Ferrari Land in the fast lane
A theme park based around Ferrari, the proudly Italian carmaker, is going to be built in… Spain. Ferrari Land will open at PortAventura on the Costa Daurada in 2016, complete with racing simulators, the world’s first Ferrari-themed hotel and Europe’s highest rollercoaster. The €100m attraction is expected to be slightly smaller than the original Ferrari theme park, which opened in Abu Dhabi in 2010, and is the latest in a growing list of odd, corporate-branded attractions that includes Atlanta’s World of Coca-Cola and Finland’s Angry Birds Land. What can we look forward to next? Cadbury World? Oh wait…
Really see the world
Within a few years, "seeing the world" could take on a whole new meaning. An aerospace company in Arizona has devised a plan that would allow tourists to fly high into the stratosphere, admiring the curvature of the earth from above. Tucked inside a tiny space capsule, passengers would be lifted to a height of around 30km by a helium-filled balloon. After a two-hour sightseeing session, the capsule would be released and glide back to earth with a parachute.
Paragon Space Development Corporation says the trips could begin within the next three years. Unfortunately, ticket prices don’t compare favourably with a traditional two-hour flight. The company has set the cost at $75,000 per person, including inflight champagne and a ride back to the start point, which could be up to 300 miles away from where the capsule ends up, depending on the wind conditions. Although spending that much cash would leave most travellers feeling considerably lighter, they won’t experience weightlessness. For that, they’d have to book one of Virgin Galactic’s rocket-powered flights into suborbital space, which cost a dizzying $250,000 per head.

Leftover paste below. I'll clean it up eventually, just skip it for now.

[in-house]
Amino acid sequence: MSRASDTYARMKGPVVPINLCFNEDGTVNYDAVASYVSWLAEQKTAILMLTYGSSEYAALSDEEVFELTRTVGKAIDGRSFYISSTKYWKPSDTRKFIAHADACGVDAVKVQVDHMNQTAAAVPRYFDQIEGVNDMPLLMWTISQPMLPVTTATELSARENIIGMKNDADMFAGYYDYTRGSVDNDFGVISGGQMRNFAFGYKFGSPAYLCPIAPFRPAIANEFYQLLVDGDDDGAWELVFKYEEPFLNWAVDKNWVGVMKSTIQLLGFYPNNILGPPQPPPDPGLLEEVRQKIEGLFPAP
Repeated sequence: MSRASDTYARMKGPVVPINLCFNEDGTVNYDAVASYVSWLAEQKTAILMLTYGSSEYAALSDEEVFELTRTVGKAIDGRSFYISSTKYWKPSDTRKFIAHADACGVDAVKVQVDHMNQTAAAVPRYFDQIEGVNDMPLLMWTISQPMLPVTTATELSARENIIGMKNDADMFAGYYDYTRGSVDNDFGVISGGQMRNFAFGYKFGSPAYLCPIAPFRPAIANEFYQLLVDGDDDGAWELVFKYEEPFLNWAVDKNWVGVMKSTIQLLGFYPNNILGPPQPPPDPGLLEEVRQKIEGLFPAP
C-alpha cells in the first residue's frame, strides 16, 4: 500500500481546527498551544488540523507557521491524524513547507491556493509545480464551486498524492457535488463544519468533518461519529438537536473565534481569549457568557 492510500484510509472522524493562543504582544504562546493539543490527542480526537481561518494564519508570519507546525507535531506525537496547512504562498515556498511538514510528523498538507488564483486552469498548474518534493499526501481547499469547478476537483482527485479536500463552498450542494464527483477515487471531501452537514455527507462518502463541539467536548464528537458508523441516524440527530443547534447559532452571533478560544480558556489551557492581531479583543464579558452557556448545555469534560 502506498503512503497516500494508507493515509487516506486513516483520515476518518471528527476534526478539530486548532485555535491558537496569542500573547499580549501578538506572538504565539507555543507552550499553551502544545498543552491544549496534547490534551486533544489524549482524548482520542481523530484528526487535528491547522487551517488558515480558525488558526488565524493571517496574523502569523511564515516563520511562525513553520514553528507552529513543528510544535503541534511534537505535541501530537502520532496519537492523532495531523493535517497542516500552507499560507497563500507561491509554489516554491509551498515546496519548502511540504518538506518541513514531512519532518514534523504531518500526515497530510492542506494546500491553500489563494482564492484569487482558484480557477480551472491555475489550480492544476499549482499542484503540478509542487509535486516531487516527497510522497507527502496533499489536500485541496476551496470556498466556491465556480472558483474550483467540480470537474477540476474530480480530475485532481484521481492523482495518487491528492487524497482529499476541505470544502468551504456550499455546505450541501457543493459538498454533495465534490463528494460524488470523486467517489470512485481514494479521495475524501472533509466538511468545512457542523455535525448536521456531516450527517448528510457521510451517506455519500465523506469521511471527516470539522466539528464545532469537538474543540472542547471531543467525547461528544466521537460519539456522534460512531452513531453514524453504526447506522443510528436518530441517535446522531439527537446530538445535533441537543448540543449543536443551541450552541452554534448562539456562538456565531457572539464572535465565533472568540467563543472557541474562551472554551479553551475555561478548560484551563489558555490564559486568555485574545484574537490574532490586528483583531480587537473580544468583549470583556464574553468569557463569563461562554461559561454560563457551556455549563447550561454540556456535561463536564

World history in 100 objects
Can the story of human life be retold using only 100 objects? The Manarat Al Saadiyat arts centre in Abu Dhabi is now displaying a collection of 100 treasures shipped across from the British Museum, which show the development of the world’s cultures across time and space. Items selected for the 100-day-long exhibition include a priceless statue of the Egyptian pharaoh Ramesses the Great and a brand-new Emirati-designed car that can be driven with the feet alone, leaving hands free for other tasks. Just like the British Museum in London, the exhibition is free to get into – simply turn up and look around.
Final call: virtual tourism
It’s too early to say whether this will work, but the idea is interesting all the same: a travel show presented in virtual reality, allowing deskbound tourists to experience new places without actually travelling. Christian Wolf has launched a Kickstarter campaign to fund his web series, which would use high-definition 3D cameras and binaural microphones to capture the way humans hear and see the world, and then guide viewers on virtual tours. There isn’t a pilot episode yet (and you’d really need a 3D screen or an Oculus Rift headset anyway), but you can get a feel for the concept with this Youtube video from Cape Sebastian, Oregon. Plug in your headphones and go fullscreen.
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